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GCGBrewing

GCGBrewing

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You could also float it in a bin with clean water, the leaky area submerged. It may take a week for the wood to swell enough to reseal.

I'm not sure that I have anything large enough to hold it, so filling it with water will likely have to be the way to go.

Hot water or steam is typically used to clean out barrels. There's nothing growing in there, is it? Does it still smell strongly of whiskey?

I wouldn't say it smells strongly of whiskey, but the only aroma is of the whiskey that used to be in there and smells awesome.

Once it's tight again, you may want to re-pickle the inside with some liquor for a few weeks if you want some of that character. When filling with beer prevent splashing at all cost, which causes unwanted oxidation. Leave only minimal headspace, again to stave off oxygen and bugs, like acetobacter. If aging for long times, you may need to top up regularly to replenish the angel's share.

I did read about others putting as much as half a bottle of whiskey back into the barrel, so I was thinking I'd add a generous amount (maybe 1/4 of a bottle to start) once I'm able to get it swelled back up again. I also plan to purge the barrel with CO2 before filling with beer, but will of course minimize splashing. I'll likely have to push the beer into the barrel with CO2 from my conical, because its too low to the ground for it to move via gravity.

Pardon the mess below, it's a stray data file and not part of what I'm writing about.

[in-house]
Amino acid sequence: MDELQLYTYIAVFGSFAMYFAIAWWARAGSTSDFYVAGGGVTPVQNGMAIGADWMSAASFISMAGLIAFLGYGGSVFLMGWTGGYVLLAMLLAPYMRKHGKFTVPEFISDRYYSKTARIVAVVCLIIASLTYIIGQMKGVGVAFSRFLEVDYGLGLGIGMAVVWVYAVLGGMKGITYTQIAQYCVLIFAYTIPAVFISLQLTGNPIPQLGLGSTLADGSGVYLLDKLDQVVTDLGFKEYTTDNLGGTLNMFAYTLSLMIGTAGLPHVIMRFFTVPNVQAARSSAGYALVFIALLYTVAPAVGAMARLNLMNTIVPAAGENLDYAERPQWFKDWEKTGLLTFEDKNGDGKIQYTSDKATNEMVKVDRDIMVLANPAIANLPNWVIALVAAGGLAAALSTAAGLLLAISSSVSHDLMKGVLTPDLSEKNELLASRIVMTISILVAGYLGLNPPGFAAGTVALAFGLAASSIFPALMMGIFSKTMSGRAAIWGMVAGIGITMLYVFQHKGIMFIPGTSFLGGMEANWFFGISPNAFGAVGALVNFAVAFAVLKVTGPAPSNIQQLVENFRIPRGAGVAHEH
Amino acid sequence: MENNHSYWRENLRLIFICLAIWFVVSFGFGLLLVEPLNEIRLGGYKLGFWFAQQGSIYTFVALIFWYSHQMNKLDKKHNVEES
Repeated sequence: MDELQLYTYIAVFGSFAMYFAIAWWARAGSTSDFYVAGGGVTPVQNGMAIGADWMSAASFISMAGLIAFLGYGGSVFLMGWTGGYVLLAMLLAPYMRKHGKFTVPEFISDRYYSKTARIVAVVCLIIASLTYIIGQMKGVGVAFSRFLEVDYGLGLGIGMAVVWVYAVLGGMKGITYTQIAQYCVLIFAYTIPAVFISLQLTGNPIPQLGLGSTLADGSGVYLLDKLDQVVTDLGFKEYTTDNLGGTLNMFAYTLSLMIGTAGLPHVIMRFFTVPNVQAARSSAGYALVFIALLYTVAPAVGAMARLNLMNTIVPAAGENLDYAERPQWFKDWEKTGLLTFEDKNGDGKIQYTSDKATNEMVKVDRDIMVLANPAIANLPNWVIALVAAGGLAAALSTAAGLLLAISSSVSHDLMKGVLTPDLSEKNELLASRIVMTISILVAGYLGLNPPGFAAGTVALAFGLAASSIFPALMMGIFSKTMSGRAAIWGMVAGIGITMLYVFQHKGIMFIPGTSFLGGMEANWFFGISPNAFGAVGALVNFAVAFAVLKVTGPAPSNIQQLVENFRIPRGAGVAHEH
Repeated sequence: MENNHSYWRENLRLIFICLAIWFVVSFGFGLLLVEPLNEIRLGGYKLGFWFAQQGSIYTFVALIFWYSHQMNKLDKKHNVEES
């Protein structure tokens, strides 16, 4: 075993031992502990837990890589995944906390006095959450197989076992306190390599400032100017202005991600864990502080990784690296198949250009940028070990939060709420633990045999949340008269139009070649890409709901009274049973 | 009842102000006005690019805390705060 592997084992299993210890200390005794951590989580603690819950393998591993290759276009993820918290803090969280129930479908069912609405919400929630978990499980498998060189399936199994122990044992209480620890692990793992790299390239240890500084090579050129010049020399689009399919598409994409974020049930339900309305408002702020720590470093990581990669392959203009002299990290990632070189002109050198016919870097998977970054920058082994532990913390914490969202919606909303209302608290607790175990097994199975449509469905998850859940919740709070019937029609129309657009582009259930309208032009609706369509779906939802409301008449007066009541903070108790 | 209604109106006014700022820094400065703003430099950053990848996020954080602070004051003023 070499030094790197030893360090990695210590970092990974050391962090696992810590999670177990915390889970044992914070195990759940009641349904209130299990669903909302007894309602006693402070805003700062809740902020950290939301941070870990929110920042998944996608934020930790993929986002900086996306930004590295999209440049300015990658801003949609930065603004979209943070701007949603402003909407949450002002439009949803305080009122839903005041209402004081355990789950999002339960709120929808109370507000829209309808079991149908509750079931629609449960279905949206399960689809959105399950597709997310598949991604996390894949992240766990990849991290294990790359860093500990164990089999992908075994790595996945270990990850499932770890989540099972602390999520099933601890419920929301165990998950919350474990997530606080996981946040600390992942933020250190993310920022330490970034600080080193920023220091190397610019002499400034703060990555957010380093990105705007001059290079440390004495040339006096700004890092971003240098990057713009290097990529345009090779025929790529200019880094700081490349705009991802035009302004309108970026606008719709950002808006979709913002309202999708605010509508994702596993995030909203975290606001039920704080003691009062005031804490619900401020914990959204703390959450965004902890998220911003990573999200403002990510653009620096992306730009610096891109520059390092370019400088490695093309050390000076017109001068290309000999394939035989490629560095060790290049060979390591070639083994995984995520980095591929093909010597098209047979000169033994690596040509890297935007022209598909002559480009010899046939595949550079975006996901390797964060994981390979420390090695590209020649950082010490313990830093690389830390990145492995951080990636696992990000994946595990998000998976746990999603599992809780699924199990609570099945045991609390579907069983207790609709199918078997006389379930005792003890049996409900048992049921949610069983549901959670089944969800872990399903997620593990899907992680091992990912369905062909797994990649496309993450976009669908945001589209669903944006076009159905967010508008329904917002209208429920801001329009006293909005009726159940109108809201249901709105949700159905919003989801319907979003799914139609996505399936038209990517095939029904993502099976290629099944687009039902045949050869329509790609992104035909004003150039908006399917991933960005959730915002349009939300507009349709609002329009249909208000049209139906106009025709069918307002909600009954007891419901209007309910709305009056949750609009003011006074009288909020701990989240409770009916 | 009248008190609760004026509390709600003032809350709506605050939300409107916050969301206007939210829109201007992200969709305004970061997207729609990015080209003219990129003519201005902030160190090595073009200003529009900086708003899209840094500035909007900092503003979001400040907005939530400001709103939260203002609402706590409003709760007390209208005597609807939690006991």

Once exposed to beer you should keep them filled, ideally with beer, but water can be used in between batches. A good scoop of meta and a regular rolling helps to keep all surfaces wet and sanitized.

Thanks for all the good info. I certainly don't want to have this issue again, so I'll be sure to have a 2nd beer brewed right behind the RIS that ends up in the barrel.
 

madscientist451

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When I was a kid we had wooden rowboats and sailboats. They dried up during the winter, so when boating season came around, they got tossed in shallow water and they sank. After a week or so we pumped them out and they were good to go.
They still leaked somewhat, and that would be unacceptable for beverages.
Your dried out barrel will probably leak on the ends as well, it might take a while to get it to tighten up.
There are ways to fix leaks, check this out, good luck!
https://www.northeastbarrelcompany.com/barrel-care
 

imasickboy

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My method is similar to the one above.

-Fill the barrel with 1/10th its volume of hot (175°F; 80°C) water